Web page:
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No words.
What can we even say?
How can we fathom a two-year-old who won't see his parents again?
How can we comprehend two honest Chassidim catching a simple maariv on business who will never come home?
And how can we even begin to understand the loss of the Rabbi and Rebbetzin Gavriel and Rivkah Holtzberg, who lost their own lives after a holy career of giving of their own lives? And before 30? 
Today, we are all Chasidim. Today, we are all Israeli. Today, we are all Chabad. No distinctions. Just Jews.
Perhaps an even bigger tragedy is that it took this tragedy to bring us together.
We might not know what to say. But now we know what to do. Stick together.
Because there was a little house, in a corner of the world most of us never heard of, where Ahavas Yisroel (Love for fellow Jews) lived.
Now, that Ahavas Yisroel lives on. In our houses. In our hearts. It must. The victims would have it no other way.
What to do? Carry on.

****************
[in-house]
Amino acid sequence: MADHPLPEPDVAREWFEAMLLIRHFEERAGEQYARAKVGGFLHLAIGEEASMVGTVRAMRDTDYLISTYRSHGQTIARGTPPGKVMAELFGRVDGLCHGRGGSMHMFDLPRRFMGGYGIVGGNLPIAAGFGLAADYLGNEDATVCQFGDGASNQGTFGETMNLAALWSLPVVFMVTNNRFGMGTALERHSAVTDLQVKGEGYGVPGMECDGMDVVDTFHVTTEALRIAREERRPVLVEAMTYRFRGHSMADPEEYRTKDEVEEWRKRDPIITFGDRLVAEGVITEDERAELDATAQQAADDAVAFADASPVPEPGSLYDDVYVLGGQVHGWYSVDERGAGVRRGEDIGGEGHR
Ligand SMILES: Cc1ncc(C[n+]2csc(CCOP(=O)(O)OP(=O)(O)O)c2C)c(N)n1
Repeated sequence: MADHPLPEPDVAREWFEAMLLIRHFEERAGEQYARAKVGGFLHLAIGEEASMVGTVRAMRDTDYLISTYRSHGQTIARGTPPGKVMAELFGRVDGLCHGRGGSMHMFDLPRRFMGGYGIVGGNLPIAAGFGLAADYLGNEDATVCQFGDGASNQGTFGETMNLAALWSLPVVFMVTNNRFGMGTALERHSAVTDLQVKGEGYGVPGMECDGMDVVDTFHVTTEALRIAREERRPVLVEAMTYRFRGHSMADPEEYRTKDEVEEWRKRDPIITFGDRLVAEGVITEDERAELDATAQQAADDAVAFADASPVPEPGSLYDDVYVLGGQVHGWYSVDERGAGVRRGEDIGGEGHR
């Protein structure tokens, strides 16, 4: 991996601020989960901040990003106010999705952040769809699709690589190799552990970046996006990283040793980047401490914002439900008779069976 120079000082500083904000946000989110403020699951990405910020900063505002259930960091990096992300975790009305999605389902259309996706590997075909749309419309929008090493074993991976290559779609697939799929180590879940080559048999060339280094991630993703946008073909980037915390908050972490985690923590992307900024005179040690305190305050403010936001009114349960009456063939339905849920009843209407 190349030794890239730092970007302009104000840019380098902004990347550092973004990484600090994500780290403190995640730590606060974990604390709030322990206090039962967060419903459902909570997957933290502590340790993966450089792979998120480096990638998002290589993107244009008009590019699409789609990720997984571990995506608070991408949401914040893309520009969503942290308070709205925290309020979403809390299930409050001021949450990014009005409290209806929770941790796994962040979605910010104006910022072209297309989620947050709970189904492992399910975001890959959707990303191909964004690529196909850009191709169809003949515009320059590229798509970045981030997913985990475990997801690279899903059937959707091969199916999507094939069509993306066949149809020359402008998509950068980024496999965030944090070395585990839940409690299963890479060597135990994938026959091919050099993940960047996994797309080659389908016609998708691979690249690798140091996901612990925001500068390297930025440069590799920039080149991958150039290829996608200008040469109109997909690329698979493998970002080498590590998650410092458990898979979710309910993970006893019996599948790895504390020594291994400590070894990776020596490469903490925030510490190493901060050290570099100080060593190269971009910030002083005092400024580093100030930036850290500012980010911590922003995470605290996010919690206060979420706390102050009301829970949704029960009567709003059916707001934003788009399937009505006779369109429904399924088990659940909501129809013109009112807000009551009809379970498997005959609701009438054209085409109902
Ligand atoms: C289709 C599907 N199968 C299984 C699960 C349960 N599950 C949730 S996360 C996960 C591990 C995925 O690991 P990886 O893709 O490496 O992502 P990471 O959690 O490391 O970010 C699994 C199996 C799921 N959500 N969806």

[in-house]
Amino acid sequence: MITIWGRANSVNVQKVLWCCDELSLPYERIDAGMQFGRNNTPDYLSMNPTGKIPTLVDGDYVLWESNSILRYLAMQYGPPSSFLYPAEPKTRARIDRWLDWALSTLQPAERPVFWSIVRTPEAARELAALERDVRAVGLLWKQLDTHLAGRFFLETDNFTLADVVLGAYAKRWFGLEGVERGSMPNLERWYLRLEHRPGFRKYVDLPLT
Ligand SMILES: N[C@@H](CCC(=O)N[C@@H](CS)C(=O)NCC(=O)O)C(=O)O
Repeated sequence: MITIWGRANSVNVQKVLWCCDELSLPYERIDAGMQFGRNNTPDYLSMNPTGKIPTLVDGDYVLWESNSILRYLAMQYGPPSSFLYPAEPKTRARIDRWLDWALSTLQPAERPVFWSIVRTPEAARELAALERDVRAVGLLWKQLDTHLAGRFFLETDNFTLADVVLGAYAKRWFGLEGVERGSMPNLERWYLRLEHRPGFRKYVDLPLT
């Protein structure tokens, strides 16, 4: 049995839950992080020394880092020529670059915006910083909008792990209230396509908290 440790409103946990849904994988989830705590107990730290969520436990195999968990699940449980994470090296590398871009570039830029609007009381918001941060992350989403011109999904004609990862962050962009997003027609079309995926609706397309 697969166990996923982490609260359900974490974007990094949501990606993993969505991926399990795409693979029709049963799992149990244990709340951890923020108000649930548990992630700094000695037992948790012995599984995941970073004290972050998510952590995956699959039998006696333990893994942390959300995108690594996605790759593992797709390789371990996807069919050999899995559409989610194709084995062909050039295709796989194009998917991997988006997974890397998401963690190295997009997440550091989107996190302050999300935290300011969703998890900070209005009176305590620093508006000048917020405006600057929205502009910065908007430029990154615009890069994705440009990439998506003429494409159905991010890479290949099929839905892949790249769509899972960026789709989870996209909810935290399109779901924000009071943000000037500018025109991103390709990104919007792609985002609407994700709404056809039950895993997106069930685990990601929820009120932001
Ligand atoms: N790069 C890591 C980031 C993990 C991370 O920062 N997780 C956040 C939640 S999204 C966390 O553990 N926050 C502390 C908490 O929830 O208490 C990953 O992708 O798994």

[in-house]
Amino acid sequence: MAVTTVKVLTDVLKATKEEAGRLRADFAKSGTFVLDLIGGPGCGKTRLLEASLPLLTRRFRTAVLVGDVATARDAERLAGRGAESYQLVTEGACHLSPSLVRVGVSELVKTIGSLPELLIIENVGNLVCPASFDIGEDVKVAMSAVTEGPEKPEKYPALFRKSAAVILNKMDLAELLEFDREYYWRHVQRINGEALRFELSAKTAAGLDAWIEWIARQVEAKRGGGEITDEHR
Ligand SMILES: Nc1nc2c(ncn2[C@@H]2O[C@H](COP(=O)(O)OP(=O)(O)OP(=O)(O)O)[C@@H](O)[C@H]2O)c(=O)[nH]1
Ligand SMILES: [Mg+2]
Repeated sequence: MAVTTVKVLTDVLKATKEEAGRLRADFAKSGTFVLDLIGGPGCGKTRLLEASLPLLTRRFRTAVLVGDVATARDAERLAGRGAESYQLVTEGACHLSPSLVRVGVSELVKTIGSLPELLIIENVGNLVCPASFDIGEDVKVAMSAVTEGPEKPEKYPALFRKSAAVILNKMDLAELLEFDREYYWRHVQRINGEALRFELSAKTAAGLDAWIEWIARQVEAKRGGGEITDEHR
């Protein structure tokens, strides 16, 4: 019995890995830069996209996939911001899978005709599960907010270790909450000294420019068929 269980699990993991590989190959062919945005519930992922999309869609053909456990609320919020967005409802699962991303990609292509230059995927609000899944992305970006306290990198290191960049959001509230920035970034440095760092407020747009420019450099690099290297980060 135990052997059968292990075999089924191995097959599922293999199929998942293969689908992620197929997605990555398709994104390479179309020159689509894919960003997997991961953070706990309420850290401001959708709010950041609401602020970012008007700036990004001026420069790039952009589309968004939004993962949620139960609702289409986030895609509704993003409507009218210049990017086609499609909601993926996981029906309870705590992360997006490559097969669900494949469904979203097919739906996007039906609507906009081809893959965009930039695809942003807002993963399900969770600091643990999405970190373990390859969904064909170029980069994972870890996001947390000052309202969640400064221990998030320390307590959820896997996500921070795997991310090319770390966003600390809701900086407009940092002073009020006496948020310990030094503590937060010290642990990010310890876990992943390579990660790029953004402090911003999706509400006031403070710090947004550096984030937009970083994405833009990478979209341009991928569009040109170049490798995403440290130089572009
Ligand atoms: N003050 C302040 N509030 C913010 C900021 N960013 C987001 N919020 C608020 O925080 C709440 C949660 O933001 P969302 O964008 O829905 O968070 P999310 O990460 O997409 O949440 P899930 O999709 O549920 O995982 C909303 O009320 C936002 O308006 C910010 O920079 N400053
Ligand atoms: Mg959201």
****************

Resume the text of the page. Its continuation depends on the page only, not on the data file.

Because if we become afraid, they won. If we are crushed, they won. If we remain depressed, they won. If we let this destroy our lives, they won.
If we do the opposite, we win. And they lose.
So let's win. Let's continue. Let's march forward. Let's continue doing everything we always did.
But let's do more than that. Let's give more tzedakah (charity). Let's learn more Torah. Let's be more tolerant, less dismissive, of each other.
Let's fight darkness with light. 

Jewish women have a special ability.  We have the power of bringing spiritual light into the world through lighting Shabbat candles on Friday evening.  In memory of all those that didn't survive the attacks, and in the merit of those who did, let us brighten the world in a way we can.  Let's light the candles Rivka Holtzberg can no longer light, and let us combat the darkness.

Join us every Friday evening, at Chabad-15 Edwards Pl to light Shabbat candles.